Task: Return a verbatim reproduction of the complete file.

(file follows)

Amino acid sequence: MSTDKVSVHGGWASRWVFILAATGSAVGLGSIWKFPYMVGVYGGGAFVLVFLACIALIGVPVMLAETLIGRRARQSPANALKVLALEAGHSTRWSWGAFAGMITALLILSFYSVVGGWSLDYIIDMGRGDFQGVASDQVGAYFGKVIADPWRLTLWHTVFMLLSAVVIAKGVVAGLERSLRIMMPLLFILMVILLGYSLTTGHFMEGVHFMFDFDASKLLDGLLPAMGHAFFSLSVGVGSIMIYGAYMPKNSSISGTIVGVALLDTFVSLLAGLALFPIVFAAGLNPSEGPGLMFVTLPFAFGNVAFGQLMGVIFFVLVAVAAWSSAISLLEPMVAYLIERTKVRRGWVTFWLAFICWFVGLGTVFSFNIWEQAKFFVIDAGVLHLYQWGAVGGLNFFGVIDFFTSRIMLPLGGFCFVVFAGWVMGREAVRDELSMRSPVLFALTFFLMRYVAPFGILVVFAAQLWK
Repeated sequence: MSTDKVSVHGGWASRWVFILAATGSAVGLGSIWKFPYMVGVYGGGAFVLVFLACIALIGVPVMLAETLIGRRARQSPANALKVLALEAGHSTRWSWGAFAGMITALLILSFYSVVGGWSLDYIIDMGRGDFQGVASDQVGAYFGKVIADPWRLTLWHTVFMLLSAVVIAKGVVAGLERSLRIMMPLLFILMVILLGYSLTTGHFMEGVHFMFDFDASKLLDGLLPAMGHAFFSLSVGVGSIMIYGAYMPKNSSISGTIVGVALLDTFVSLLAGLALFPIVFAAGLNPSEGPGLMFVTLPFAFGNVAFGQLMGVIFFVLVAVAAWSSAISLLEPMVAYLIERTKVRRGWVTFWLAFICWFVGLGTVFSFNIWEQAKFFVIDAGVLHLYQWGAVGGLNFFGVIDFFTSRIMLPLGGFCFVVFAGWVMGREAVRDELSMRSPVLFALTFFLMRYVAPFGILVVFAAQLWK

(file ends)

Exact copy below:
Amino acid sequence: MSTDKVSVHGGWASRWVFILAATGSAVGLGSIWKFPYMVGVYGGGAFVLVFLACIALIGVPVMLAETLIGRRARQSPANALKVLALEAGHSTRWSWGAFAGMITALLILSFYSVVGGWSLDYIIDMGRGDFQGVASDQVGAYFGKVIADPWRLTLWHTVFMLLSAVVIAKGVVAGLERSLRIMMPLLFILMVILLGYSLTTGHFMEGVHFMFDFDASKLLDGLLPAMGHAFFSLSVGVGSIMIYGAYMPKNSSISGTIVGVALLDTFVSLLAGLALFPIVFAAGLNPSEGPGLMFVTLPFAFGNVAFGQLMGVIFFVLVAVAAWSSAISLLEPMVAYLIERTKVRRGWVTFWLAFICWFVGLGTVFSFNIWEQAKFFVIDAGVLHLYQWGAVGGLNFFGVIDFFTSRIMLPLGGFCFVVFAGWVMGREAVRDELSMRSPVLFALTFFLMRYVAPFGILVVFAAQLWK
Repeated sequence: MSTDKVSVHGGWASRWVFILAATGSAVGLGSIWKFPYMVGVYGGGAFVLVFLACIALIGVPVMLAETLIGRRARQSPANALKVLALEAGHSTRWSWGAFAGMITALLILSFYSVVGGWSLDYIIDMGRGDFQGVASDQVGAYFGKVIADPWRLTLWHTVFMLLSAVVIAKGVVAGLERSLRIMMPLLFILMVILLGYSLTTGHFMEGVHFMFDFDASKLLDGLLPAMGHAFFSLSVGVGSIMIYGAYMPKNSSISGTIVGVALLDTFVSLLAGLALFPIVFAAGLNPSEGPGLMFVTLPFAFGNVAFGQLMGVIFFVLVAVAAWSSAISLLEPMVAYLIERTKVRRGWVTFWLAFICWFVGLGTVFSFNIWEQAKFFVIDAGVLHLYQWGAVGGLNFFGVIDFFTSRIMLPLGGFCFVVFAGWVMGREAVRDELSMRSPVLFALTFFLMRYVAPFGILVVFAAQLWK